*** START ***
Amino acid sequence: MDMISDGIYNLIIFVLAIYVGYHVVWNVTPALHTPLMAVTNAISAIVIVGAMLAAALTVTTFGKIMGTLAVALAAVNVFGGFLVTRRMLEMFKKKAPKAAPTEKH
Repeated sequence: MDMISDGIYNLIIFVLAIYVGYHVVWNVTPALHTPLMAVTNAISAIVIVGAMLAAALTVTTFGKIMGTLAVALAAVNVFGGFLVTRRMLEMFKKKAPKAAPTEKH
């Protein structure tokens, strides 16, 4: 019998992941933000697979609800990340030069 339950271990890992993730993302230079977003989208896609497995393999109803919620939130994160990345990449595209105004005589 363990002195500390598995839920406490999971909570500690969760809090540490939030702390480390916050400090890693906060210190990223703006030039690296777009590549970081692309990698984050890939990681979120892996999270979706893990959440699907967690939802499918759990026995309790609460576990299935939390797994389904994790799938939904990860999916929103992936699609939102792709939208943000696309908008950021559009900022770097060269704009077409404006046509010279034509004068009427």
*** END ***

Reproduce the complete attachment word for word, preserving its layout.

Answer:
Amino acid sequence: MDMISDGIYNLIIFVLAIYVGYHVVWNVTPALHTPLMAVTNAISAIVIVGAMLAAALTVTTFGKIMGTLAVALAAVNVFGGFLVTRRMLEMFKKKAPKAAPTEKH
Repeated sequence: MDMISDGIYNLIIFVLAIYVGYHVVWNVTPALHTPLMAVTNAISAIVIVGAMLAAALTVTTFGKIMGTLAVALAAVNVFGGFLVTRRMLEMFKKKAPKAAPTEKH
């Protein structure tokens, strides 16, 4: 019998992941933000697979609800990340030069 339950271990890992993730993302230079977003989208896609497995393999109803919620939130994160990345990449595209105004005589 363990002195500390598995839920406490999971909570500690969760809090540490939030702390480390916050400090890693906060210190990223703006030039690296777009590549970081692309990698984050890939990681979120892996999270979706893990959440699907967690939802499918759990026995309790609460576990299935939390797994389904994790799938939904990860999916929103992936699609939102792709939208943000696309908008950021559009900022770097060269704009077409404006046509010279034509004068009427």